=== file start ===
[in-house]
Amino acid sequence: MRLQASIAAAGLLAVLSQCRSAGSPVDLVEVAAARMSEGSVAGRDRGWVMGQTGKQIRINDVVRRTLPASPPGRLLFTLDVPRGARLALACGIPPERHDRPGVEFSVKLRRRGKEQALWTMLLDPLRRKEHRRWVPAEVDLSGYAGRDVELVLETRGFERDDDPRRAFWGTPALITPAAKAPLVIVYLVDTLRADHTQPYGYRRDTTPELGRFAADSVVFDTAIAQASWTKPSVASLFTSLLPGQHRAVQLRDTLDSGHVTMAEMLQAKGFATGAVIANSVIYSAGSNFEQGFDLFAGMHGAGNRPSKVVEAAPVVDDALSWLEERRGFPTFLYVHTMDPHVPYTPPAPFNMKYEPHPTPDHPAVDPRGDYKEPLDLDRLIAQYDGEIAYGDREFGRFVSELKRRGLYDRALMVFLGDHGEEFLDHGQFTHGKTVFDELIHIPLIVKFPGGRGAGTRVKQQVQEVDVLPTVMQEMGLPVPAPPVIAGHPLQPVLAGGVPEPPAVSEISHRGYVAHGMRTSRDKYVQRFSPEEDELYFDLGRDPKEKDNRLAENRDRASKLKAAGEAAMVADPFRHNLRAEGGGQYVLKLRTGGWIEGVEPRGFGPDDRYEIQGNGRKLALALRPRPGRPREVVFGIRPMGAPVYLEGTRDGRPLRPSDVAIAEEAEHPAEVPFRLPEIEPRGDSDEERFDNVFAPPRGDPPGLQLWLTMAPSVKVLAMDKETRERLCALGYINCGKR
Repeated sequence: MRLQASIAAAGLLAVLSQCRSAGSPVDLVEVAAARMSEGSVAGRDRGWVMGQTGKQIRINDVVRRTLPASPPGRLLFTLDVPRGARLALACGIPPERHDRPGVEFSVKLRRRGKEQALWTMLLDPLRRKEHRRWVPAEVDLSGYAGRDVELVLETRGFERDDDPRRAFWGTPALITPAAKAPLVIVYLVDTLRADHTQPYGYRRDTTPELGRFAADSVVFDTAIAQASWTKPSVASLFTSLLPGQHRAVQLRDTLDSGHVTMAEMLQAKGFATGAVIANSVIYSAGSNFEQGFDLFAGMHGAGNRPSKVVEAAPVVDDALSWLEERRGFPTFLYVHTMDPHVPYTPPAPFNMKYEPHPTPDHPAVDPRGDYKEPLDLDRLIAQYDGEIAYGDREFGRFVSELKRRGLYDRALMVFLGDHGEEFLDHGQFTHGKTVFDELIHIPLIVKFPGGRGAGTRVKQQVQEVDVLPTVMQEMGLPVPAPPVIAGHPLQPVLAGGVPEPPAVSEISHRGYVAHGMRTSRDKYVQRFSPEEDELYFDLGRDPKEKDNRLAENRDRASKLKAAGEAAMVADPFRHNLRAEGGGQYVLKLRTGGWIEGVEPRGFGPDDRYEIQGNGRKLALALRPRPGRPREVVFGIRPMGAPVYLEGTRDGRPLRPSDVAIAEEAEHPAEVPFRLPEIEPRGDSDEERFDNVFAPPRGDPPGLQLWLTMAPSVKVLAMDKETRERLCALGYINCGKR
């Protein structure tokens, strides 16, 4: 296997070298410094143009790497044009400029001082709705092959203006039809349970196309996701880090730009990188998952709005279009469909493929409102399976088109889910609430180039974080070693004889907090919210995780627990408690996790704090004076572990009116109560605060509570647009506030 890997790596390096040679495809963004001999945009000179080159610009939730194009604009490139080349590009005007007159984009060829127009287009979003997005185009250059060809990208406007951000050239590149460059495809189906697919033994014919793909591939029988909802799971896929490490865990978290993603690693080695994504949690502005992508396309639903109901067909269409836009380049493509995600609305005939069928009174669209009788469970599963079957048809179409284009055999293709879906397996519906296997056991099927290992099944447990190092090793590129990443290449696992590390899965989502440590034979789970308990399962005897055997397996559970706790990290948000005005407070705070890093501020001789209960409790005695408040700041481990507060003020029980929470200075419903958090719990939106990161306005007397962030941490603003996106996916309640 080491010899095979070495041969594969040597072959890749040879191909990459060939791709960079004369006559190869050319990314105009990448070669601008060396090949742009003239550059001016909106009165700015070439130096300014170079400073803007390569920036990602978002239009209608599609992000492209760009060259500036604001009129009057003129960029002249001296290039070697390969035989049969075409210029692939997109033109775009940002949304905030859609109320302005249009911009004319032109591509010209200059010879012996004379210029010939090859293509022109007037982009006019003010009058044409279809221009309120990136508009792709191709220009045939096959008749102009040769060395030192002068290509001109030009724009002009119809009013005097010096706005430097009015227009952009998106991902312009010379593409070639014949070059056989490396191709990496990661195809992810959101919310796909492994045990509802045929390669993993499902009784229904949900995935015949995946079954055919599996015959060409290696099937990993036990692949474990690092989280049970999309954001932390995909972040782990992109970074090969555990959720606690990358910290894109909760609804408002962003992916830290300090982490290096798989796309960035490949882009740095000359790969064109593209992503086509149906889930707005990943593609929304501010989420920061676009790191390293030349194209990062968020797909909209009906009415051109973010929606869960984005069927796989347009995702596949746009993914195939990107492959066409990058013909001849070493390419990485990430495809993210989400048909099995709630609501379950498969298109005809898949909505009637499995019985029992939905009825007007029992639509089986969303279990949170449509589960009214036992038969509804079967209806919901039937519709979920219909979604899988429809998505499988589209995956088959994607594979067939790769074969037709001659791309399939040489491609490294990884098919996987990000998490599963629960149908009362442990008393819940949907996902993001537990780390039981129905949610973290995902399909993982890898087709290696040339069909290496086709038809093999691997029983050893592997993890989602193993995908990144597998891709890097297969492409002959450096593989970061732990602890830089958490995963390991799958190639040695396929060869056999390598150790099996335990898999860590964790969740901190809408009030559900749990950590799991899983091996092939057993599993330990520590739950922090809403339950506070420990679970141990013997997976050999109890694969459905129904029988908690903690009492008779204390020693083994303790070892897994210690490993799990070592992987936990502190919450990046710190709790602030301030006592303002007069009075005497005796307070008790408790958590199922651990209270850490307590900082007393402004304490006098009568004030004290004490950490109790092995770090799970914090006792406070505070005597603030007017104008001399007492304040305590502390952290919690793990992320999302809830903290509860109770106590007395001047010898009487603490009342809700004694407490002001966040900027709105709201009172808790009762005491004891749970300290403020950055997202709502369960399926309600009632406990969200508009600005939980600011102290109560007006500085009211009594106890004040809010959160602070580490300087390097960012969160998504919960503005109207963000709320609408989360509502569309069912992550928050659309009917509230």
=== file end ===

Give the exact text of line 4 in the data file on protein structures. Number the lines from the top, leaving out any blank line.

């Protein structure tokens, strides 16, 4: 296997070298410094143009790497044009400029001082709705092959203006039809349970196309996701880090730009990188998952709005279009469909493929409102399976088109889910609430180039974080070693004889907090919210995780627990408690996790704090004076572990009116109560605060509570647009506030 890997790596390096040679495809963004001999945009000179080159610009939730194009604009490139080349590009005007007159984009060829127009287009979003997005185009250059060809990208406007951000050239590149460059495809189906697919033994014919793909591939029988909802799971896929490490865990978290993603690693080695994504949690502005992508396309639903109901067909269409836009380049493509995600609305005939069928009174669209009788469970599963079957048809179409284009055999293709879906397996519906296997056991099927290992099944447990190092090793590129990443290449696992590390899965989502440590034979789970308990399962005897055997397996559970706790990290948000005005407070705070890093501020001789209960409790005695408040700041481990507060003020029980929470200075419903958090719990939106990161306005007397962030941490603003996106996916309640 080491010899095979070495041969594969040597072959890749040879191909990459060939791709960079004369006559190869050319990314105009990448070669601008060396090949742009003239550059001016909106009165700015070439130096300014170079400073803007390569920036990602978002239009209608599609992000492209760009060259500036604001009129009057003129960029002249001296290039070697390969035989049969075409210029692939997109033109775009940002949304905030859609109320302005249009911009004319032109591509010209200059010879012996004379210029010939090859293509022109007037982009006019003010009058044409279809221009309120990136508009792709191709220009045939096959008749102009040769060395030192002068290509001109030009724009002009119809009013005097010096706005430097009015227009952009998106991902312009010379593409070639014949070059056989490396191709990496990661195809992810959101919310796909492994045990509802045929390669993993499902009784229904949900995935015949995946079954055919599996015959060409290696099937990993036990692949474990690092989280049970999309954001932390995909972040782990992109970074090969555990959720606690990358910290894109909760609804408002962003992916830290300090982490290096798989796309960035490949882009740095000359790969064109593209992503086509149906889930707005990943593609929304501010989420920061676009790191390293030349194209990062968020797909909209009906009415051109973010929606869960984005069927796989347009995702596949746009993914195939990107492959066409990058013909001849070493390419990485990430495809993210989400048909099995709630609501379950498969298109005809898949909505009637499995019985029992939905009825007007029992639509089986969303279990949170449509589960009214036992038969509804079967209806919901039937519709979920219909979604899988429809998505499988589209995956088959994607594979067939790769074969037709001659791309399939040489491609490294990884098919996987990000998490599963629960149908009362442990008393819940949907996902993001537990780390039981129905949610973290995902399909993982890898087709290696040339069909290496086709038809093999691997029983050893592997993890989602193993995908990144597998891709890097297969492409002959450096593989970061732990602890830089958490995963390991799958190639040695396929060869056999390598150790099996335990898999860590964790969740901190809408009030559900749990950590799991899983091996092939057993599993330990520590739950922090809403339950506070420990679970141990013997997976050999109890694969459905129904029988908690903690009492008779204390020693083994303790070892897994210690490993799990070592992987936990502190919450990046710190709790602030301030006592303002007069009075005497005796307070008790408790958590199922651990209270850490307590900082007393402004304490006098009568004030004290004490950490109790092995770090799970914090006792406070505070005597603030007017104008001399007492304040305590502390952290919690793990992320999302809830903290509860109770106590007395001047010898009487603490009342809700004694407490002001966040900027709105709201009172808790009762005491004891749970300290403020950055997202709502369960399926309600009632406990969200508009600005939980600011102290109560007006500085009211009594106890004040809010959160602070580490300087390097960012969160998504919960503005109207963000709320609408989360509502569309069912992550928050659309009917509230």